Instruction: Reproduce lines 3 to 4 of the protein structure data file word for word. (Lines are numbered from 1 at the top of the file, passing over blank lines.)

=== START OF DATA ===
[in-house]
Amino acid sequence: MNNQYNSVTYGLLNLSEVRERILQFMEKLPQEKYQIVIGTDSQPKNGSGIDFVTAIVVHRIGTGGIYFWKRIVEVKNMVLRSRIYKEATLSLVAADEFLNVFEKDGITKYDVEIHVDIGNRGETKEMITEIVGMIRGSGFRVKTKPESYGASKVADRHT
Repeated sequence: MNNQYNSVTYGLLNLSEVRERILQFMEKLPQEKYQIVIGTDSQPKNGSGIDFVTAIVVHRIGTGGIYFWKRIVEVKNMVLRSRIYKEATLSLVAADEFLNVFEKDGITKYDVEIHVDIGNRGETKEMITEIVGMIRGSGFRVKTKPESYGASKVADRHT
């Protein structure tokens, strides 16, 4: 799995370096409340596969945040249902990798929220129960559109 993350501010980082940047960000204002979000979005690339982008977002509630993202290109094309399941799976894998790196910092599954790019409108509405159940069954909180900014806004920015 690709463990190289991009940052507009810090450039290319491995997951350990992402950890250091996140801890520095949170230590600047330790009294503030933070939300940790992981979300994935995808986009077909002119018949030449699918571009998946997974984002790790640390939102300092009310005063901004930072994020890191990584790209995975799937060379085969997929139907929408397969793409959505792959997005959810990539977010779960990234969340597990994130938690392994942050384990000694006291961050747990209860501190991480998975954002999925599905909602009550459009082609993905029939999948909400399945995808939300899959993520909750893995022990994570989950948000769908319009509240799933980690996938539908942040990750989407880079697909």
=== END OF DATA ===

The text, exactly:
Repeated sequence: MNNQYNSVTYGLLNLSEVRERILQFMEKLPQEKYQIVIGTDSQPKNGSGIDFVTAIVVHRIGTGGIYFWKRIVEVKNMVLRSRIYKEATLSLVAADEFLNVFEKDGITKYDVEIHVDIGNRGETKEMITEIVGMIRGSGFRVKTKPESYGASKVADRHT
């Protein structure tokens, strides 16, 4: 799995370096409340596969945040249902990798929220129960559109 993350501010980082940047960000204002979000979005690339982008977002509630993202290109094309399941799976894998790196910092599954790019409108509405159940069954909180900014806004920015 690709463990190289991009940052507009810090450039290319491995997951350990992402950890250091996140801890520095949170230590600047330790009294503030933070939300940790992981979300994935995808986009077909002119018949030449699918571009998946997974984002790790640390939102300092009310005063901004930072994020890191990584790209995975799937060379085969997929139907929408397969793409959505792959997005959810990539977010779960990234969340597990994130938690392994942050384990000694006291961050747990209860501190991480998975954002999925599905909602009550459009082609993905029939999948909400399945995808939300899959993520909750893995022990994570989950948000769908319009509240799933980690996938539908942040990750989407880079697909």